Dudley has a relatively small number of Asylum Seekers housed in the borough. Central government has a policy of dispersing Asylum Seekers away from London and the South-East and Dudley plays its part in this. Asylum seekers are housed by a private company who are contracted to the Home Office.
This guide aims to provide you with some facts and figures about asylum seekers and refugees and the way they are dealt with in Dudley and the United Kingdom.
Anyone at all is allowed to ask for sanctuary in another country if they are suffering persecution in their own. An asylum seeker is someone who has submitted an application for asylum to the UK authorities and is still waiting for a decision on whether this will be granted.
A refugee is someone who has had their asylum application thoroughly investigated, and who has proven that they have ‘a well-founded fear of being persecuted for reasons of race, religion, membership of a particular social group, or political opinion’ in their homeland and are afraid to return to that country. Under international law and conventions they are entitled to protection in another country.
Asylum seekers tend to come from countries with either very oppressive governments or very little social order where people feel their lives and safety, or those of their families, are at risk.
Asylum seekers in Dudley come from a range of countries including Iran, Iraq, Afghanistan, Congo, Zimbabwe, Somalia, China and Syria.
Most asylum seekers do not come here – they stay in the first safe country they reach. The vast majority of refugees can be found in the developing world, accounting for 72% of the world’s estimated 12 million asylum seekers and refugees. Across the European Union, Germany takes more asylum seekers than the UK, while there are even more asylum seekers in less developed neighbouring countries like Turkey than in western Europe.
Research shows that most asylum seekers who do come to the UK have little choice in the matter – they are dependent on whoever arranges their escape for them. For those who do have a choice, the main reasons for coming to the UK are usually: some knowledge of English, having relatives or friends living in the country, and a belief that the UK is a safe, tolerant and democratic society.
No. And asylum seekers are not allowed to work either while their cases are being assessed. They only receive 70% of Income Support rates. This is approximately £42 per week.
No, this is a myth and completely untrue. Asylum seekers only receive basic living necessities from the state. If asylum seekers do have mobile phones, it will because they have saved up to pay for them and because it may be difficult for a landline to be allocated to their property. Mobile phones are often the only means of communication asylum seekers have with their homeland, their solicitors, or the immigration authorities. Sometimes charities or local churches, for example, may allocate second hand goods, clothes, and food parcels to asylum seekers, many of whom arrive in this country with little or no belongings.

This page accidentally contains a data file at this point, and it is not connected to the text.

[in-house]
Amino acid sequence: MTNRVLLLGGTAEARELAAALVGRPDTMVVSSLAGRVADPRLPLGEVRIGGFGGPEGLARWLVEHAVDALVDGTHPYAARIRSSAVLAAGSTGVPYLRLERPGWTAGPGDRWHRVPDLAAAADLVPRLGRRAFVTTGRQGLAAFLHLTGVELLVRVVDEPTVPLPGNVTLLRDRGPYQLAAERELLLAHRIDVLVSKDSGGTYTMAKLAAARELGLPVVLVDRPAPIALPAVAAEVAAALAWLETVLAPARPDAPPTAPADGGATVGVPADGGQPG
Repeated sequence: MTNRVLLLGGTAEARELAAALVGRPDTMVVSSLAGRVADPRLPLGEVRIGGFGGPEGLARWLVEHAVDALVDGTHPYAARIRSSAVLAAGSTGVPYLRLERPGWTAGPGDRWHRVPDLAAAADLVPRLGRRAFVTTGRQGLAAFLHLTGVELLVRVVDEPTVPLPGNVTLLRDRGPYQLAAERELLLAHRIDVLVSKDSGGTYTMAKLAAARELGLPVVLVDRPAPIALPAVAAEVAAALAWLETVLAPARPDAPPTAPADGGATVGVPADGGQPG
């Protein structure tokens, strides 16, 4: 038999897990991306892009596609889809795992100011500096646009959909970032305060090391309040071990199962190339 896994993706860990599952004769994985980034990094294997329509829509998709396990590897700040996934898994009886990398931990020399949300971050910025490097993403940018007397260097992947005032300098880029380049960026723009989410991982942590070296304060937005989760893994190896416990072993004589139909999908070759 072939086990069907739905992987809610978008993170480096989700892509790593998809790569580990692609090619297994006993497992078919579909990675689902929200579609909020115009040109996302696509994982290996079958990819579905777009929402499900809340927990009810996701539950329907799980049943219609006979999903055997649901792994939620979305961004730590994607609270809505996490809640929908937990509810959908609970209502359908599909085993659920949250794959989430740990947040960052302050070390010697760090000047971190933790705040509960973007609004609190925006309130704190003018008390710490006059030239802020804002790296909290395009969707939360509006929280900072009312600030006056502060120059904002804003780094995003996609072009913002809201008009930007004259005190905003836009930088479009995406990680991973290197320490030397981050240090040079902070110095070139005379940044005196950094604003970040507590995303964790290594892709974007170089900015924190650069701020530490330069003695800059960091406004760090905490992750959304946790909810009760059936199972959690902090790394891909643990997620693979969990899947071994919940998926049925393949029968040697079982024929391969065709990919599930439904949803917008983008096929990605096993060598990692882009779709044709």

No, less than 40% of asylum seekers are single, and this percentage includes single women as well as single men. Most people claiming asylum are a family unit.
No. Many asylum seekers are housed in private accommodation by the private company contracted to the Home Office. None of this is paid for out of council tax.
Asylum seekers are not entitled to rent Council or Private housing as they have no legal right to rent.
If an asylum seeker proves their case and is accepted as a refugee, they have to find their own housing or wait on the council waiting list just like anyone else. They do not receive any extra points or preferential treatment. Housing in Dudley is always allocated on need.
The number of asylum seekers being supported in Dudley is very small. All the local authorities in the region have an agreement with the government that numbers will not ever be greater than half of one percent of the population. Birmingham takes the majority of asylum seekers who come to the West Midlands and the actual numbers are currently getting smaller. In Dudley asylum seekers make up approximately 0.16% of the total population, or around 500 out of a population of 305,000.
Individual asylum seekers will be living here while the Home Office looks at their asylum case. The Home Office has a target of 6 months to make decisions. Some, who are accepted as refugees, may choose to build their new lives here.
No. Central government meets all the costs of looking after asylum seekers. Children in Dudley schools are educated like everyone else, and the costs of this are funded through specific grants, again direct from central government.
There is no evidence to suggest that local services suffer as a result of the presence of asylum seekers or refugees.
The asylum system is very tough and weeds out people who are genuinely in fear of their safety from those who have other reasons for leaving their home country. Asylum seekers have to prove their case if they want to stay and the evidence shows that many have their claims are accepted. In the meantime, all asylum seekers are entitled to be treated with respect and dignity whilst they are living in our communities.